Holberry House is one of our favourite gardens, a leafy haven in the heart of Nannup, with a unique guesthouse set on top of a wooded hill, in four acres of gorgeous gardens, beautiful at any time of year but especially in springtime when you can expect to see tulips, camelias, rhododendrons, hellebores, bulbs and irises. There’s a pond with waterfalls, home to ducks and frogs, and a winter creek which meanders through the property. Read more about Holberry House here. Book Holberry House at the best price Here.
However, this year we were keen to visit a new garden on the list, not only to see the garden but also because this new venture is based around chestnuts.
So we headed for Chestnut Brae, a little more than 10 kms out of town off the Vasse Highway on the road to Pemberton.
Chestnut Brae was bought 4 years ago by Linda and John Stanley who decided to leave the rat race in preference for a more rural existence somewhere where they could ‘produce something.’ Now their farm is being developed into a sustainable permaculture farm using regenerative agriculture.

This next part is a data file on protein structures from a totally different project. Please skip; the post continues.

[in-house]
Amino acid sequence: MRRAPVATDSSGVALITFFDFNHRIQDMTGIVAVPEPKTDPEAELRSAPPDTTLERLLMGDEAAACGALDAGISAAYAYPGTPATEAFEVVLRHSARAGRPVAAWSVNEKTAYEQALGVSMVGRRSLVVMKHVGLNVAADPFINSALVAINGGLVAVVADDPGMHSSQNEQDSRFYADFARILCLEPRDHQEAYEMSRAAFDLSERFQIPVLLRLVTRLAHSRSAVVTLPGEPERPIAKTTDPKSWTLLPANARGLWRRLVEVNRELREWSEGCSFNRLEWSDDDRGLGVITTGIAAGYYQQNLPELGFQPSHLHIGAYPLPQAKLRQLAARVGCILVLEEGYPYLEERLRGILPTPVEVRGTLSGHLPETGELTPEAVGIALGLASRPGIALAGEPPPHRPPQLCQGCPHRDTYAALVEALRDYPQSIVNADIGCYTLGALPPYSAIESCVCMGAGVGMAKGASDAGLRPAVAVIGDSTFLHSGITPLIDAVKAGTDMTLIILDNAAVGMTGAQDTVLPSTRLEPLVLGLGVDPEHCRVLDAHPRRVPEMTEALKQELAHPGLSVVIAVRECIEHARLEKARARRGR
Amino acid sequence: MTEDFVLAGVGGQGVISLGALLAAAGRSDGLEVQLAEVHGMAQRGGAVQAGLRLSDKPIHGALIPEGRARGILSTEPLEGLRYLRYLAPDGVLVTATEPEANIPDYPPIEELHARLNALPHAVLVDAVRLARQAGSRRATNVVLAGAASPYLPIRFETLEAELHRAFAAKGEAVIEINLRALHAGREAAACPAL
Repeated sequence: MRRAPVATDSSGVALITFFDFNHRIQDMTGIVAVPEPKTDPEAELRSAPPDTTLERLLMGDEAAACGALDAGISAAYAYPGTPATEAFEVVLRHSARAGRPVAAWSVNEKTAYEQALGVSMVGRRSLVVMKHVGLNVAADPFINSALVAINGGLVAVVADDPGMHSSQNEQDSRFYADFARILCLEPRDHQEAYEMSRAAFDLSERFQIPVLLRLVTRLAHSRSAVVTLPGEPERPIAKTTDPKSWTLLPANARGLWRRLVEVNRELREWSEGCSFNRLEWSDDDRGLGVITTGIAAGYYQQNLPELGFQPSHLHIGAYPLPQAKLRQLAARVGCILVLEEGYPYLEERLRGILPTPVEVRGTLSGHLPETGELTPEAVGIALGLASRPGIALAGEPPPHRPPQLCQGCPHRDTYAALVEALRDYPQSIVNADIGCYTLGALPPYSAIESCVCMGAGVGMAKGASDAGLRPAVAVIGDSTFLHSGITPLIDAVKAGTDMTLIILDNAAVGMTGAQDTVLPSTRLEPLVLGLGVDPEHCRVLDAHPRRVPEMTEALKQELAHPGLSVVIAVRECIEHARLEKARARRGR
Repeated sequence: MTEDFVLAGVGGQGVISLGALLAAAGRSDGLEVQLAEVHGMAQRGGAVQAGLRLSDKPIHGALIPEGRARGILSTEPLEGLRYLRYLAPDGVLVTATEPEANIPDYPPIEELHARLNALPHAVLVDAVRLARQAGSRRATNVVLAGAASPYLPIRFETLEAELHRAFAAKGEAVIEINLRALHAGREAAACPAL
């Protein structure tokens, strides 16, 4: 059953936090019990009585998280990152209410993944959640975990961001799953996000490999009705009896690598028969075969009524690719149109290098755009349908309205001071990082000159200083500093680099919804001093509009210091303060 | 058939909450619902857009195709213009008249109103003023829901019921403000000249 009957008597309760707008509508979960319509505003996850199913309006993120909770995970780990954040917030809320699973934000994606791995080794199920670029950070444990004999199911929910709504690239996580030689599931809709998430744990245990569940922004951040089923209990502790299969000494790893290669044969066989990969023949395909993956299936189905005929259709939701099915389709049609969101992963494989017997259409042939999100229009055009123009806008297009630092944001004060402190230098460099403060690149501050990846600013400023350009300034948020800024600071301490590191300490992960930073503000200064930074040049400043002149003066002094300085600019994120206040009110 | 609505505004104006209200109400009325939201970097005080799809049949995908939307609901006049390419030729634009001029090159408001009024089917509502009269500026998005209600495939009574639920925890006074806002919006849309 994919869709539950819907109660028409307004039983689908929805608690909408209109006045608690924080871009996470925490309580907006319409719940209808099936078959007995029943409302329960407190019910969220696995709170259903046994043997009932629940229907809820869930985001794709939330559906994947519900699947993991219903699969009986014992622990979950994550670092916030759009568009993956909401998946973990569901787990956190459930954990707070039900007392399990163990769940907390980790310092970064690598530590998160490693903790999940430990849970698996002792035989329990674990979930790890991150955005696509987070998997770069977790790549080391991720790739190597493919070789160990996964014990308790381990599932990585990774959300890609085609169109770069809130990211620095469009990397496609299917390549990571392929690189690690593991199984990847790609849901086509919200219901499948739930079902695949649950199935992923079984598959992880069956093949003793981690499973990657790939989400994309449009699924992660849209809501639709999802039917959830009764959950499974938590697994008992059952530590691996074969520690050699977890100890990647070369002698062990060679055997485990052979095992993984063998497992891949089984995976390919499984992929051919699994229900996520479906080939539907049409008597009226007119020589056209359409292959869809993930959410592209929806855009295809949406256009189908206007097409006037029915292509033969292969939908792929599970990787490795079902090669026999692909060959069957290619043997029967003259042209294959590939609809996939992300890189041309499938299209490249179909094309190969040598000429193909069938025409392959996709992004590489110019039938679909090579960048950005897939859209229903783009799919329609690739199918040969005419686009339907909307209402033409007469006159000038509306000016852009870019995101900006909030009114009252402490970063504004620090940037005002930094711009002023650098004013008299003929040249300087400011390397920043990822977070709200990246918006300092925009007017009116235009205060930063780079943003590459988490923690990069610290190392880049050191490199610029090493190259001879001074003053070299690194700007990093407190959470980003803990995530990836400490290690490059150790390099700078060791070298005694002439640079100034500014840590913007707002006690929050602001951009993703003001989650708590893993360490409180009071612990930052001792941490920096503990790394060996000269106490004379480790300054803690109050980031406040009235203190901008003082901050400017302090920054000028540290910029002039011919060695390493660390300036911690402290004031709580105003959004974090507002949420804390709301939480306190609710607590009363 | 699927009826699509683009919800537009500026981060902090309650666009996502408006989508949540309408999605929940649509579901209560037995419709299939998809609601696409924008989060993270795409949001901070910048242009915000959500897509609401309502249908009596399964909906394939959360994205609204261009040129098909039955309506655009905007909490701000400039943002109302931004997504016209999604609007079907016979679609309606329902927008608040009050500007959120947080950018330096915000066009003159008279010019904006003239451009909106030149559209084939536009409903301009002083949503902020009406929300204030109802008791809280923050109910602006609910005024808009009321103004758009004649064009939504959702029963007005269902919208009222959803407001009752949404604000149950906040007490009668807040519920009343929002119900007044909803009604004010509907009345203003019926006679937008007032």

Situated in Carlotta/ the farm, with a guest cottage (above) is set in a lovely undulating valley surrounded by a French Monet inspired garden, and European forests of chestnut trees which were planted biodynamically over 30 years ago.. (Scroll down to the end of the post for directions to get there).
Dave got chatting to Linda who told him that the farm is also known for its Berkshire Pigs which are fed on chestnuts and he was keen to head out into the rain with her to see them.
“We farm seasonally,” Linda said. “And the chestnuts are picked from March to June. We feed the pigs on a 50% chestnut diet, and their meat is in great demand by local chefs. We also went into a collaboration to produce chestnut ale which has recently won us a gold prize,” Linda told us.